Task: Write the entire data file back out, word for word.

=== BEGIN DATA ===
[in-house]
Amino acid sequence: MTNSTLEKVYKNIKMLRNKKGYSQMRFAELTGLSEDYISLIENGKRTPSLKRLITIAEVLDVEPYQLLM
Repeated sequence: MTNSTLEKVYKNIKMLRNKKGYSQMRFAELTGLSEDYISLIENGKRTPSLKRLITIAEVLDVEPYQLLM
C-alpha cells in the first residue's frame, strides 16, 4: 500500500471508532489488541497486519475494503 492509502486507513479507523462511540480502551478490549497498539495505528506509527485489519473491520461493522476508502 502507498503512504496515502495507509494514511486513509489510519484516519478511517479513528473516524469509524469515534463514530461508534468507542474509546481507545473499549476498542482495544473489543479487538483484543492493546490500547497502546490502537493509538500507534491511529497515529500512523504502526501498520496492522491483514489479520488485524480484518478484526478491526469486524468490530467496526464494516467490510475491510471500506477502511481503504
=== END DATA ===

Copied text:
[in-house]
Amino acid sequence: MTNSTLEKVYKNIKMLRNKKGYSQMRFAELTGLSEDYISLIENGKRTPSLKRLITIAEVLDVEPYQLLM
Repeated sequence: MTNSTLEKVYKNIKMLRNKKGYSQMRFAELTGLSEDYISLIENGKRTPSLKRLITIAEVLDVEPYQLLM
C-alpha cells in the first residue's frame, strides 16, 4: 500500500471508532489488541497486519475494503 492509502486507513479507523462511540480502551478490549497498539495505528506509527485489519473491520461493522476508502 502507498503512504496515502495507509494514511486513509489510519484516519478511517479513528473516524469509524469515534463514530461508534468507542474509546481507545473499549476498542482495544473489543479487538483484543492493546490500547497502546490502537493509538500507534491511529497515529500512523504502526501498520496492522491483514489479520488485524480484518478484526478491526469486524468490530467496526464494516467490510475491510471500506477502511481503504